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Business Licenses for Panhandling Urged in Anaheim

July 06, 1993|TERRY SPENCER | SPECIAL TO THE TIMES

ANAHEIM — A City Council member and an anti-crime group are pushing for an ordinance that would require panhandlers to obtain a city business license, an issue that may stir arguments over the constitutional right to beg.

Councilman Frank Feldhaus and leaders of the group "Somebody" say the city's 100 regular panhandlers operate daily, often in the same spot, making their activity a small business that should be licensed.

Federal courts have ruled that begging is protected as free speech by the 1st Amendment and cannot be outlawed, although cities can prosecute panhandlers or anyone else who blocks sidewalks or attempts to intimidate passersby.

Experts on panhandling said they know of no city that requires beggars to obtain a business license.

"If the beggars are making money from their endeavors, they should have to buy a business license just like anyone else," Feldhaus said. He said some panhandlers collect $100 or more a day.

"We would require the panhandler to wear his license on his shirt, so that everybody can see it," said Harald Martin, an Anaheim police officer and a Somebody leader.

"That way, if a panhandler gets too aggressive, he can be reported to the city and his license can be pulled," Martin said.

Somebody, a 150-member group that takes its name from the lament "The police can't solve all of our problems, but somebody's got to do something," gained some national notoriety earlier this year when it dumped 1,750 pounds of steer manure in a park to stink out drug dealers who gathered there.

City officials estimate that a beggar's business license would cost about $100 annually and say state law requires all license holders to have a permanent address, something most panhandlers do not have.

"We make cab drivers, bartenders and bar girls get licensed, so why not panhandlers?" Martin said.

Maggie Gonzalez, a retired nurse who first proposed the ordinance to Somebody, said she is constantly harassed by panhandlers when she shops near her downtown home. She said at first she gave the beggars coupons that could be redeemed for a free meal at a rescue mission "but they would throw it on the ground, spit on it and say 'thanks for nothing.' They just want money for drugs and booze."

The group plans to come to the council this month armed with petitions filled with 5,000 signatures and demand the ordinance be drawn up and adopted. Feldhaus informally suggested the ordinance during a recent council meeting. No ordinance has been written yet.

Robin Toma, an attorney with the American Civil Liberties Union in Los Angeles, which argued for the panhandlers in many of the federal court cases that guaranteed beggars free speech rights, said he thinks courts would reject the ordinance if it were adopted and then challenged.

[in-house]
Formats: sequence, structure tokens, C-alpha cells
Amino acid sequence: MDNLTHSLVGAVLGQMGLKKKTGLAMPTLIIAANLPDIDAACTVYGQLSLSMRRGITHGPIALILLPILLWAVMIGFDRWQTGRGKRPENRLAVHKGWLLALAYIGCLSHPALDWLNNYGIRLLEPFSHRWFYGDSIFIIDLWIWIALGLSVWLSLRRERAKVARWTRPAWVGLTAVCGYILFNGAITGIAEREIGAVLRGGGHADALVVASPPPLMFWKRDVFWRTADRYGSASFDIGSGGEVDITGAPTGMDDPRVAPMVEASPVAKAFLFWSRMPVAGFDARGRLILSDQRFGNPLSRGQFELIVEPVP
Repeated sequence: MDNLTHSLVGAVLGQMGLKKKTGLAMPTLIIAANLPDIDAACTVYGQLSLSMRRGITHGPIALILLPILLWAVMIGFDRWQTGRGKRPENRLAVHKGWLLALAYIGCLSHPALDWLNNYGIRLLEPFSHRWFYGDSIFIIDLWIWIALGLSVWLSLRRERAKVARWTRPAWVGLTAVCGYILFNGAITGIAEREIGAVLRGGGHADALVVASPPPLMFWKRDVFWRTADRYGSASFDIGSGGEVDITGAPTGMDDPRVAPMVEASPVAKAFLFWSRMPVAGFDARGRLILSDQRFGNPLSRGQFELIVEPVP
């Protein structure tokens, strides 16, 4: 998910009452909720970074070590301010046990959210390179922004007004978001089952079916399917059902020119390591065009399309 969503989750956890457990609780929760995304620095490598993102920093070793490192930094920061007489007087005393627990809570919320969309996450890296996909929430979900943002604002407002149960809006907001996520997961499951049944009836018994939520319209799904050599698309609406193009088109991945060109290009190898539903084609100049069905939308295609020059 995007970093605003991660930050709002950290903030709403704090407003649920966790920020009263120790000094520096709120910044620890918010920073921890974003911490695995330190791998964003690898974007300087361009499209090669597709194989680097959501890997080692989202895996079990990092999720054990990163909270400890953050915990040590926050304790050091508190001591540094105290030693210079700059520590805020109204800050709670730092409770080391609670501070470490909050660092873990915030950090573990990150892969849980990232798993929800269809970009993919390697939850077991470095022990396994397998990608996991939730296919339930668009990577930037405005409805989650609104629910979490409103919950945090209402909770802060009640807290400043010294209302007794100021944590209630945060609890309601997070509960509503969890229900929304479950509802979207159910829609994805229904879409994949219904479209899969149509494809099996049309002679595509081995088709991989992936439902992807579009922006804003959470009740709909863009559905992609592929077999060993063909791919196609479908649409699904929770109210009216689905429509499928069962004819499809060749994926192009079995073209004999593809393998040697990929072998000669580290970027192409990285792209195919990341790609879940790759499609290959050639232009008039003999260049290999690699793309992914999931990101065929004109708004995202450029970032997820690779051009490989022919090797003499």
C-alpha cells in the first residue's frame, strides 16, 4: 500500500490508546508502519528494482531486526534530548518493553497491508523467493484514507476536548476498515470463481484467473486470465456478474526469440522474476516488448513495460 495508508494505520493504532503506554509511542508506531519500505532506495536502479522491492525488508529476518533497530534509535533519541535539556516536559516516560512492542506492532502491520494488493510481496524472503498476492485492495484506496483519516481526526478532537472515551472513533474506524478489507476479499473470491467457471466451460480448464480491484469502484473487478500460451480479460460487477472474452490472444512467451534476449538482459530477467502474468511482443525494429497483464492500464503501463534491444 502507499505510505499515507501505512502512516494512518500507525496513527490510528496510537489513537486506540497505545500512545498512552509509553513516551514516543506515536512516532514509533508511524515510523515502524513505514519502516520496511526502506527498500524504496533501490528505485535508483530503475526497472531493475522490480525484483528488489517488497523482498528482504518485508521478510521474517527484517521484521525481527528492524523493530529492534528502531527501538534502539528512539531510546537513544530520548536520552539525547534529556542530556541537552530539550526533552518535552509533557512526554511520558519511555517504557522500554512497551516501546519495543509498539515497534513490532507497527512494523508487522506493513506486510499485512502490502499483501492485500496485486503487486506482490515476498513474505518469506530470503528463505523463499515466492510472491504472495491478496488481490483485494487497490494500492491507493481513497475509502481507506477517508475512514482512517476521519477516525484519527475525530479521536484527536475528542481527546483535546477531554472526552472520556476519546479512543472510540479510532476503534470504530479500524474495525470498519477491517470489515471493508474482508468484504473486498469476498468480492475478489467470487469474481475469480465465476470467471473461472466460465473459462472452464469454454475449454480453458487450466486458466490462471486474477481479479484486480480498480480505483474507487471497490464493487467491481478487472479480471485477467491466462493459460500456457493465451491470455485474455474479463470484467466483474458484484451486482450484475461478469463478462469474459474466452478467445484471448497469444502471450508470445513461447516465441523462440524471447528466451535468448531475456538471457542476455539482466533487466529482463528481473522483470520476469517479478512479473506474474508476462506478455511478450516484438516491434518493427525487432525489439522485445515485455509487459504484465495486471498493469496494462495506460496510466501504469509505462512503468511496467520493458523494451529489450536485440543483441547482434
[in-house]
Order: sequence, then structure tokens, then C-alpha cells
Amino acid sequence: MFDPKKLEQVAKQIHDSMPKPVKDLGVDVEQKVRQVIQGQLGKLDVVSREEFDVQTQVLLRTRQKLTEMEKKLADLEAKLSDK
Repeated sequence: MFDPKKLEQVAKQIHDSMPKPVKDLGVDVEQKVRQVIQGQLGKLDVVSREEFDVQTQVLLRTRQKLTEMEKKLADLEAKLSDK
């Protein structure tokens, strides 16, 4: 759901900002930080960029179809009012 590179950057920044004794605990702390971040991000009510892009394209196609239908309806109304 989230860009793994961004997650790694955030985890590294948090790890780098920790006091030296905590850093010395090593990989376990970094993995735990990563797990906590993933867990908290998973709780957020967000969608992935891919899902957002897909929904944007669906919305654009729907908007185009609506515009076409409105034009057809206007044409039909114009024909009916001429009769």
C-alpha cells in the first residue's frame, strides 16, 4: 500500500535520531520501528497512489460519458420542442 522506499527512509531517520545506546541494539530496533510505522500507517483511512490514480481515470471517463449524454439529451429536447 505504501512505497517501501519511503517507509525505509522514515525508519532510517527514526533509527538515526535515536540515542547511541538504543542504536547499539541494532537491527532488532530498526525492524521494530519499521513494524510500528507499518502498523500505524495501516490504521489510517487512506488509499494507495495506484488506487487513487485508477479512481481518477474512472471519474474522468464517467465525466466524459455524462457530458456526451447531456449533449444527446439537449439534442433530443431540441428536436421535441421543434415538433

"It would seem that the goal of the ordinance would be to circumvent the prior court decisions and achieve a ban (on begging) without calling it that," Toma said. "Aside from the constitutional aspects, it also seems that it would be bad policy because the city would be taxing the people who can least afford it."

Phil Gutis, a spokesman for the ACLU's national headquarters in New York, said licenses were once required of panhandlers--in 16th-Century England.

"In the Elizabethan era, all paupers were required to get a license to beg," he said. "I guess we're going back in time."

A constitutional law expert said such an ordinance could have a tough time surviving a court challenge.

Gloria M. Sanchez, a law professor at Western State University College of Law in Fullerton, said the city would first have to prove that begging is a business and, as Toma said, show the ordinance is not an attempt to undo the court decisions guaranteeing panhandlers' free speech rights.

On the street, panhandlers said they do not want to beg, but they have no choice. They said being required to buy a business license would be one more obstacle to overcome. Some say begging is an alternative to being a criminal, something they do not want to become.

"I think the city councilman would rather have me doing this than committing crimes because I don't bother anybody," Jeff Levine, 23, said.

He stands at Katella Avenue and Harbor Boulevard, just outside Disneyland, offering to tell jokes to passersby for 25 cents apiece. He said he lives in a motel and began his curbside comedy routine two weeks ago after being fired as a cashier at a nearby restaurant.

"I look for work every day, then I come here for two or three hours," Levine said. "I make about $8 or $10. I don't do drugs. I don't drink. I don't commit crimes. There are too many people out of work and they are going to be out here because there are no more jobs out there."

Russell Clark, 49, who has a long beard and greasy hair, panhandles at the corner of Katella and Euclid avenues, waving down drivers as they pass.

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